CELTIC LITERATURES, are literatures in the traditional languages of the insular Celts, including Irish Gaelic, Scottish Gaelic, Manx, Welsh, Cornish, and Breton. (Breton is considered an insular Celtic language because the Brythons, who spoke it, originally lived in England before the AngloSaxon invasions in the 5th and 6th centuries forced them to flee to France.) We have no remains of continental Celtic literature. However, our knowledge of the art and national character of the continental Celts, as described by ancient Greek and Latin writers, suggests that in many respects continental Celtic literature must have resembled that of the insular Celts.
The chief characteristics of Celtic literature are as follows:
(1) The Celtic peoples stand almost alone in that they used prose for epic narrative and reserved the verse form for lyric poetry. When the French Arthurian epics became known to the Welsh, they were changed from verse to prose; and the prose form of the Teutonic sagas and French romances is the result of Celtic influence.
(2) Although there is relatively little Celtic drama, the prose epics are often interspersed with dialogues in verse.
(3) Celtic poetry is frequendy deficient in the architectonic quality, in the sense of structural unity. The poets do not seem to have the ability to produce large, continuous compositions, but devote their attention to harmonious detail. In the longer poems or tales, image is added to image, fancy piled on fancy, but we feel the want of any organic progression of thought and feeling. Celtic poets are masters of detail rather than of the whole, just as Celtic artists were masters in decoration and craftsmanship but with few exceptions, such as Irish illumination, did not produce great representative works of art.
(4) Celtic devotion to detail explains why, in so many beautiful poems, we do not have elaborate or sustained description but rather a succession of impressionistic pictures and images. To the poets the halfsaid thing is dearest; they avoid the obvious and the commonplace. A thousand years later this “impressionism” would be rediscovered in France; that it happened on old Celtic soil is certainly no mere coincidence. The Celts are distinguished anıong the IndoEuropean peoples by high mental excitability accompanied by quickness and mobility of thought. Also their language shows more of a tendency to break tiıought into small parts than does any other IndoEuropean language.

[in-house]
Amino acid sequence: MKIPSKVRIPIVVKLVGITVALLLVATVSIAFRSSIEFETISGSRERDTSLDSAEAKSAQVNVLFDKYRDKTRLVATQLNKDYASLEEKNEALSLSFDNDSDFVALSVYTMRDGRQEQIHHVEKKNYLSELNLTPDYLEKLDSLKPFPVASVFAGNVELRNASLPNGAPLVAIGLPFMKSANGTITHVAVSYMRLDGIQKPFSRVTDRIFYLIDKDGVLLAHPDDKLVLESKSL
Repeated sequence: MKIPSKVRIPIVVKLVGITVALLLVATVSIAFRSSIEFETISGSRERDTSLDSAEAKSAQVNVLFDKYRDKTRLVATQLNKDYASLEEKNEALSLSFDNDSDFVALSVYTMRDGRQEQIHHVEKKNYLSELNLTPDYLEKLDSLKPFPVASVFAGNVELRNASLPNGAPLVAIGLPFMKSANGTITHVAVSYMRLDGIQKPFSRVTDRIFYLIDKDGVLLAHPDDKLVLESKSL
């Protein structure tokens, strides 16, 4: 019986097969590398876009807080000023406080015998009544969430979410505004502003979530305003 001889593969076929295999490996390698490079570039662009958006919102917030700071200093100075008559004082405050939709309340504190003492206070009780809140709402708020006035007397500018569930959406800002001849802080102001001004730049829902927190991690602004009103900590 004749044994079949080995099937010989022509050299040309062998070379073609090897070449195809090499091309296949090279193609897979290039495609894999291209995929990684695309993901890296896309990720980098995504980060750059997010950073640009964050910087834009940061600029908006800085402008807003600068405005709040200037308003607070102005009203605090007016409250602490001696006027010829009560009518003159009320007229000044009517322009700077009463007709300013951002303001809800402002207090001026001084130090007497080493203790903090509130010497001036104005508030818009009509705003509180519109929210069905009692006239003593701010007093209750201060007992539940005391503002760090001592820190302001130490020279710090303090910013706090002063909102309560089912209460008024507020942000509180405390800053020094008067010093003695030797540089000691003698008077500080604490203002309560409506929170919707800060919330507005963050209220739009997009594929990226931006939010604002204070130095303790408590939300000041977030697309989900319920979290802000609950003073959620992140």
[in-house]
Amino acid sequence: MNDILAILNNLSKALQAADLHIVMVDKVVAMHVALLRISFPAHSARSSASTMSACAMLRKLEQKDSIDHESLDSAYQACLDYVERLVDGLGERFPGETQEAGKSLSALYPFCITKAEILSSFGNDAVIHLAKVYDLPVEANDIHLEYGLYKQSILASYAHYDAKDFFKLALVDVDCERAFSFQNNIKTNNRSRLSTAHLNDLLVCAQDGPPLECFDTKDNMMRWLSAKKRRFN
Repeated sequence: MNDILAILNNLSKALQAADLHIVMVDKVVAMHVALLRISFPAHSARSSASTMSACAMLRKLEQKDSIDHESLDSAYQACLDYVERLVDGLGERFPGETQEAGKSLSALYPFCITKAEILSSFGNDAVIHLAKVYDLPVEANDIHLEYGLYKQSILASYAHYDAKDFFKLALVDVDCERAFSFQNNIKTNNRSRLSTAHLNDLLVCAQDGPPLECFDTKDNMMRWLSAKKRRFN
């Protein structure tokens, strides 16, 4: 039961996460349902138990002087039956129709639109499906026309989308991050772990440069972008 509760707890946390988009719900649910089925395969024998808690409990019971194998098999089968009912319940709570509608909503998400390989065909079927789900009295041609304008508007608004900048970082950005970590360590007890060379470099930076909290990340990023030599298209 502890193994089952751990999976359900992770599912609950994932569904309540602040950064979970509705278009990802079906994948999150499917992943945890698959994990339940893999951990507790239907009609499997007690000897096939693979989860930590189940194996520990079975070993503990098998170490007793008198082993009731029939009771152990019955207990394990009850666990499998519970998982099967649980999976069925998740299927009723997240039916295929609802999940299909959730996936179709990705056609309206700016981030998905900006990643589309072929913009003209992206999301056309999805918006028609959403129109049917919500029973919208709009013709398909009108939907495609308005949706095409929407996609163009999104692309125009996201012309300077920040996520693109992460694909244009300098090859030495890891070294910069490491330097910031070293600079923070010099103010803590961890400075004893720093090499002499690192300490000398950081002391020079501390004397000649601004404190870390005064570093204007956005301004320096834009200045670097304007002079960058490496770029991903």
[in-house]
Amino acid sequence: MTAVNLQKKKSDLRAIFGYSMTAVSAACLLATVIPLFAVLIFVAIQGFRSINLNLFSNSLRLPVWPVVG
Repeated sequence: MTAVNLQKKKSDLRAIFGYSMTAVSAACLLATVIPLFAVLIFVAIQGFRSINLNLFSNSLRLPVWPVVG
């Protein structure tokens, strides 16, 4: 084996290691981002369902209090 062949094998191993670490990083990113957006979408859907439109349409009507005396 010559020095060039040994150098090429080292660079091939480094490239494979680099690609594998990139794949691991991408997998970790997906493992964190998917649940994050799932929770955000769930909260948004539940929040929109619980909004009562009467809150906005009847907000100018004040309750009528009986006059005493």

(5) Celtic nature poetry stands quite alone in medieval European literature. Nowhere else do we find such a sensitiveness to nature’s various moods and such a capacity for bringing human moods into relation with those of nature. Celtic nature poetry is sentimental and highly imaginative, but never rationalistic. Often nature is described with a loving fîdelity that has no object but itself.
(6) The irrational plays a far greater part in Celtic literature than in other literatures. Celtic literature is full of tales of magic and the supernatural; the distinction between natural and supernatural has not yet been clearly drawn. Dreams and visions belonged to the stock of the poet’s repertoire, and even today some of the folk stories are actual daydreams. The Celtic storyteller had a vastly greater power of imagination and a much more subtle sense of the uncanny than the storyteller in other European countries. The fantastic exaggeration found in early epic tales was sometimes done for the fun of the thing, but by no means for this reason alone. The strong sense for the irrational was also a characteristic of continental Celtic art.
(7) Though the Celts appear in their literature as warlike people, gay and sensuous, fond of bright colors and eager for life, there is, after ali, a vestige of truth in the myth of the “Celtic twilight,” in which the Celts appeared to the rest of Europe as a result of the forgeries of the Scottish poet James Macpherson (q.v.) in the middle of the 18th century. In the earliest Celtic poems we occasionally find an intense, passionate yearning for that which is not possessed, for dead friends, for vanished youth, for the satisfaction that life can never give. But those elegies form merely a small part of the early Celtic literature. Only in modern times has the tragic fate of the Celts, who have struggled to maintain their identity as peoples, caused a change in their outlook. Political persecution and social depression could not be without effect upon the literary production.
(8) While poets of other nations usually endeavor to transiate the remote into terms of the present, Celtic poets invariably depict the remote as remote, producing in this way the sense of mystery and atmosphere of glamour found in so many Celtic romances.
Irish Gaelic Literature. This division of the Celtic literatures is treated in a separate article under the heading Gaelic Literature.